Institute: So it leaves you wanting more?
Jared Harris: Exactly. Like in the book it explains that the demons are these inter dimensional beings. In this movie a lot of those answers are not given yet. It opens up the possibility of all these things that this world can present.
Institute: We know that your father, Richard Harris, was a wonderful actor and charmed a younger generation of book readers as Albus Dumbledore in the early Harry Potter movies. How do you feel about The Mortal Instruments role in continuing this trend of bringing such magical and mysterious characters and new worlds to a younger generation?
Jared Harris: I haven’t thought of it as being some extraordinary coincidence. It is part of what the trend is in film making at the moment, so it is not a surprise. This particular type of genre, the idea of these fantastical worlds, they lend themselves to big budget movies with the special effects, the sort of you jump out of your seat excitement studios want to go after. They are interested in developing a series of titles rather than one movie because they spend all this money educating the public about this property that they have and if it works the first time they don’t have to educate the public for the second one, or the third or fourth or fifth or sixth or seventh because the public is already aware and interested in seeing the next version of it. It’s just part of the trend that is happening in studio film making. I will be surprised if it’s the last one I do. I would think that there are others ones that one would get involved in.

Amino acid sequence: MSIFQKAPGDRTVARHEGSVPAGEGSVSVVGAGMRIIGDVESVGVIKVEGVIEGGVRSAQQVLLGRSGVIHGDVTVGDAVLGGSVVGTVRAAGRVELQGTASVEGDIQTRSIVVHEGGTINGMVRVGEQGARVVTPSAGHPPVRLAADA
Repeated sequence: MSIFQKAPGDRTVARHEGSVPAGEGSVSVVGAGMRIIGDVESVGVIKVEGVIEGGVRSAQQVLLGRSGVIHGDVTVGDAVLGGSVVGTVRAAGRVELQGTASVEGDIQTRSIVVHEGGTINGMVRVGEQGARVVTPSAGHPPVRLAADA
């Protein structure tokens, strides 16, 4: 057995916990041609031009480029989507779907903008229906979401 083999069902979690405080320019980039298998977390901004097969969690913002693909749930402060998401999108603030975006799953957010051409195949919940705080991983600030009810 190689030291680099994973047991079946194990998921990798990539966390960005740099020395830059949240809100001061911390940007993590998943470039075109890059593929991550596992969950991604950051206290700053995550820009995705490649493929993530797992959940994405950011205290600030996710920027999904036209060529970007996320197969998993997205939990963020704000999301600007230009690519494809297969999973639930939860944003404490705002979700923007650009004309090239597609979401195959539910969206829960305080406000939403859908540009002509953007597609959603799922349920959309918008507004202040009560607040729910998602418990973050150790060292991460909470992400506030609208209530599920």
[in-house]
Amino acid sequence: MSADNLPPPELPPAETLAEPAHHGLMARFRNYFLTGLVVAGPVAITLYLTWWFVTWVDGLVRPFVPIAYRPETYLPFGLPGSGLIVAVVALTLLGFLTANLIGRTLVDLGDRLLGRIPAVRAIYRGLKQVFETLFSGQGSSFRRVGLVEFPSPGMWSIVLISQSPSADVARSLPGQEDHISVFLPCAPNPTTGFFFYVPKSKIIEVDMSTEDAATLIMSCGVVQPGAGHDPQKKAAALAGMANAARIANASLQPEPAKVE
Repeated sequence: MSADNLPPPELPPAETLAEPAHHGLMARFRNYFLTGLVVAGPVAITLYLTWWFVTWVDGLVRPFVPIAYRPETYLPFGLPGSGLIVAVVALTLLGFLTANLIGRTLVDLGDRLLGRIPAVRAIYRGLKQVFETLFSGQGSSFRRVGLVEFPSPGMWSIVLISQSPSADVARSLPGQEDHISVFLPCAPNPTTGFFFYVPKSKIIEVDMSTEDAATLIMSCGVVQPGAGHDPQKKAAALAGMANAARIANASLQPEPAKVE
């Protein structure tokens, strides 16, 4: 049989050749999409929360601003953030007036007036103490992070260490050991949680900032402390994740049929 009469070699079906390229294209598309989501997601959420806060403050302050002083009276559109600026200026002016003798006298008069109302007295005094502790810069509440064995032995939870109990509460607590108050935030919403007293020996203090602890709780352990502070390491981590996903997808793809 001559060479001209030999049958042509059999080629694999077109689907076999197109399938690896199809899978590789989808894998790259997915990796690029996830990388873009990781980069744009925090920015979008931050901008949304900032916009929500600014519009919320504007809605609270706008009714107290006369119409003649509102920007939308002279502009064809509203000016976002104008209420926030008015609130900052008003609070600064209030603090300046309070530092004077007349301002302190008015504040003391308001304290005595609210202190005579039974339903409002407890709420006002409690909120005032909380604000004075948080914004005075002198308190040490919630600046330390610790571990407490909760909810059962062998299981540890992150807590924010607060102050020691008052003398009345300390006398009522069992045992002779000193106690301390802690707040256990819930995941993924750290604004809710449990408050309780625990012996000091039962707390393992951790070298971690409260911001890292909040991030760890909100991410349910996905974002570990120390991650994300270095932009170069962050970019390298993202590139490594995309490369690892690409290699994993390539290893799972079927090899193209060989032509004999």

Institute: Your body of work is so huge, and when we were coming up with question we had a hard time focusing on one thing. Amber’s daughter Brianna has a Resident Evil question for you. In RE, when you became a zombie you still couldn’t walk?
|Jared Harris as Dr. Ashford in Resident Evil:Apocalypse|
Jared Harris: Why couldn’t I walk (he finishes the question with me). Yes. It was kinda one of those things that, we thought about that, would I be able to walk? I said I wanted to be a zombie in a wheel chair, and not actually come out of the wheel chair and still be operating the wheel chair, but they said no, that’s going to get a laugh. And then we thought if I could suddenly start walking that would get a laugh. It was really to do with the moment, where it came in the story, as to what determines what I was able to do at that point. Technically speaking, whatever the regenerative process is of the T virus, it hadn’t been able to restore what had been damaged for so long. At that point you are free to make up anything you want really. This is actually a good example. The answer is not to do with the specific mythology. The point was that it might elicit a laugh or the wrong response at that point. So they went with the one that would maintain the state that they were trying keep at that point in terms of where the audience was.
Institute: So, you have a LOT of projects coming up. I’ve heard that you’ve always wanted to do voice work. How has it been doing The Boxtrolls?
Jared Harris: I’m still working on that! It’s great fun! We actually had a really really good day of recording before we left Los Angeles. You can overact your heart out. And it’s great great great fun. I love it. The tough thing is it’s been done over such a long period of time; we’ve been recording for well over a year now. Maintaining a consistency can be difficult because ones ideas of the character begin to evolve and it doesn’t match what one recorded 14 and 118 months ago. I love it, it’s great great fun and really silly.